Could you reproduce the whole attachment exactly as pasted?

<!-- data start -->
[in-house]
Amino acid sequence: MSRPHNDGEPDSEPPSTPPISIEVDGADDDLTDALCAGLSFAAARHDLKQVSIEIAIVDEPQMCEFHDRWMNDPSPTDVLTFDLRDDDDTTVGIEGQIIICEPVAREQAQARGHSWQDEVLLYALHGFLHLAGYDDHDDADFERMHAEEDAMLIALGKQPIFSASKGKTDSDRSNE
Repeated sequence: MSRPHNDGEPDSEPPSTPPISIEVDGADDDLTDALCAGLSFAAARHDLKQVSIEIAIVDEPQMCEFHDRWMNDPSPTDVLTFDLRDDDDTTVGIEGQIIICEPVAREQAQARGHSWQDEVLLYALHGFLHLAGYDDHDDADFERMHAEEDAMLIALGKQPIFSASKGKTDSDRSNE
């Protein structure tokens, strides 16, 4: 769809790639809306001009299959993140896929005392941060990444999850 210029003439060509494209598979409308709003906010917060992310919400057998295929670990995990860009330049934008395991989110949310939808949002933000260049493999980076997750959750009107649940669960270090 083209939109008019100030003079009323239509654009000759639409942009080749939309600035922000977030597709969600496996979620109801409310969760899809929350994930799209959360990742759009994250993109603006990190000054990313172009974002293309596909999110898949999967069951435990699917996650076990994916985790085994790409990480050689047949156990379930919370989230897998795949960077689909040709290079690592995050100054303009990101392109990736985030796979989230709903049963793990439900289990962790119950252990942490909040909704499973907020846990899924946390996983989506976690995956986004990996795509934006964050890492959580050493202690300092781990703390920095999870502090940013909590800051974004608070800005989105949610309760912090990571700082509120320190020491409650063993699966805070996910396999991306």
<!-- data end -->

[in-house]
Amino acid sequence: MSRPHNDGEPDSEPPSTPPISIEVDGADDDLTDALCAGLSFAAARHDLKQVSIEIAIVDEPQMCEFHDRWMNDPSPTDVLTFDLRDDDDTTVGIEGQIIICEPVAREQAQARGHSWQDEVLLYALHGFLHLAGYDDHDDADFERMHAEEDAMLIALGKQPIFSASKGKTDSDRSNE
Repeated sequence: MSRPHNDGEPDSEPPSTPPISIEVDGADDDLTDALCAGLSFAAARHDLKQVSIEIAIVDEPQMCEFHDRWMNDPSPTDVLTFDLRDDDDTTVGIEGQIIICEPVAREQAQARGHSWQDEVLLYALHGFLHLAGYDDHDDADFERMHAEEDAMLIALGKQPIFSASKGKTDSDRSNE
């Protein structure tokens, strides 16, 4: 769809790639809306001009299959993140896929005392941060990444999850 210029003439060509494209598979409308709003906010917060992310919400057998295929670990995990860009330049934008395991989110949310939808949002933000260049493999980076997750959750009107649940669960270090 083209939109008019100030003079009323239509654009000759639409942009080749939309600035922000977030597709969600496996979620109801409310969760899809929350994930799209959360990742759009994250993109603006990190000054990313172009974002293309596909999110898949999967069951435990699917996650076990994916985790085994790409990480050689047949156990379930919370989230897998795949960077689909040709290079690592995050100054303009990101392109990736985030796979989230709903049963793990439900289990962790119950252990942490909040909704499973907020846990899924946390996983989506976690995956986004990996795509934006964050890492959580050493202690300092781990703390920095999870502090940013909590800051974004608070800005989105949610309760912090990571700082509120320190020491409650063993699966805070996910396999991306």